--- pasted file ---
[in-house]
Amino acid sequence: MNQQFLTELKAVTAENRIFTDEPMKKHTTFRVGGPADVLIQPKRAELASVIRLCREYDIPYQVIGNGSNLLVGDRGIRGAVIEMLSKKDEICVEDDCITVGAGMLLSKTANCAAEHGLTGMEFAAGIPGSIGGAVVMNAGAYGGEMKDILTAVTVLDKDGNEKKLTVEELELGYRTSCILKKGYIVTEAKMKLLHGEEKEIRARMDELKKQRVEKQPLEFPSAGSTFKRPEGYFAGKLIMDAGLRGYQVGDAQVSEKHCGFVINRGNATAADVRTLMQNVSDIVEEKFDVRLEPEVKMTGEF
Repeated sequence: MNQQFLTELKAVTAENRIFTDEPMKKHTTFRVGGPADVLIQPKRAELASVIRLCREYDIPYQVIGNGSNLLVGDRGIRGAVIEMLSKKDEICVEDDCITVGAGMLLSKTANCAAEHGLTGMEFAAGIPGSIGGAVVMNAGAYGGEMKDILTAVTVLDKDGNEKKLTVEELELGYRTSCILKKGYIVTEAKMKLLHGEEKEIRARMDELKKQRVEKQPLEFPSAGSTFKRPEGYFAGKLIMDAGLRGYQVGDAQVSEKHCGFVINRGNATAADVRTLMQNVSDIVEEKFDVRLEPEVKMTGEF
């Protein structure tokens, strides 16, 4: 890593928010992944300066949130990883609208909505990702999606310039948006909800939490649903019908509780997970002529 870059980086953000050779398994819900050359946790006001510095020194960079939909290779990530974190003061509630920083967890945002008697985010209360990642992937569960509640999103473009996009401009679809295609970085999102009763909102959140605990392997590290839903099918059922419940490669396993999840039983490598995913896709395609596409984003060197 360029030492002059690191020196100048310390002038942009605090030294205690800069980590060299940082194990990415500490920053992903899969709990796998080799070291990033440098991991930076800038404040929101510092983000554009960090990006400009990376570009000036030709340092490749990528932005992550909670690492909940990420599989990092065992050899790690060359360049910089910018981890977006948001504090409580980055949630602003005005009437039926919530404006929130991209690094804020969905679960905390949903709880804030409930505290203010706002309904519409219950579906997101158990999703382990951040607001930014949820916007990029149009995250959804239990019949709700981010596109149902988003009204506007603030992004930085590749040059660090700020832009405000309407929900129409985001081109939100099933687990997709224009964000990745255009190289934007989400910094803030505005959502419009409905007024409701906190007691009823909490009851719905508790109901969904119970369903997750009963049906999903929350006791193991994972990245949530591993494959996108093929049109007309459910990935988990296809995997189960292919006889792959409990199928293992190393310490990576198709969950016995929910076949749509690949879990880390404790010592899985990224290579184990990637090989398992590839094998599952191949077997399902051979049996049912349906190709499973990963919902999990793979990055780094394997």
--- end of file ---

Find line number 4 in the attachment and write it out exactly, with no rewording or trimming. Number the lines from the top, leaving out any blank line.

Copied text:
């Protein structure tokens, strides 16, 4: 890593928010992944300066949130990883609208909505990702999606310039948006909800939490649903019908509780997970002529 870059980086953000050779398994819900050359946790006001510095020194960079939909290779990530974190003061509630920083967890945002008697985010209360990642992937569960509640999103473009996009401009679809295609970085999102009763909102959140605990392997590290839903099918059922419940490669396993999840039983490598995913896709395609596409984003060197 360029030492002059690191020196100048310390002038942009605090030294205690800069980590060299940082194990990415500490920053992903899969709990796998080799070291990033440098991991930076800038404040929101510092983000554009960090990006400009990376570009000036030709340092490749990528932005992550909670690492909940990420599989990092065992050899790690060359360049910089910018981890977006948001504090409580980055949630602003005005009437039926919530404006929130991209690094804020969905679960905390949903709880804030409930505290203010706002309904519409219950579906997101158990999703382990951040607001930014949820916007990029149009995250959804239990019949709700981010596109149902988003009204506007603030992004930085590749040059660090700020832009405000309407929900129409985001081109939100099933687990997709224009964000990745255009190289934007989400910094803030505005959502419009409905007024409701906190007691009823909490009851719905508790109901969904119970369903997750009963049906999903929350006791193991994972990245949530591993494959996108093929049109007309459910990935988990296809995997189960292919006889792959409990199928293992190393310490990576198709969950016995929910076949749509690949879990880390404790010592899985990224290579184990990637090989398992590839094998599952191949077997399902051979049996049912349906190709499973990963919902999990793979990055780094394997």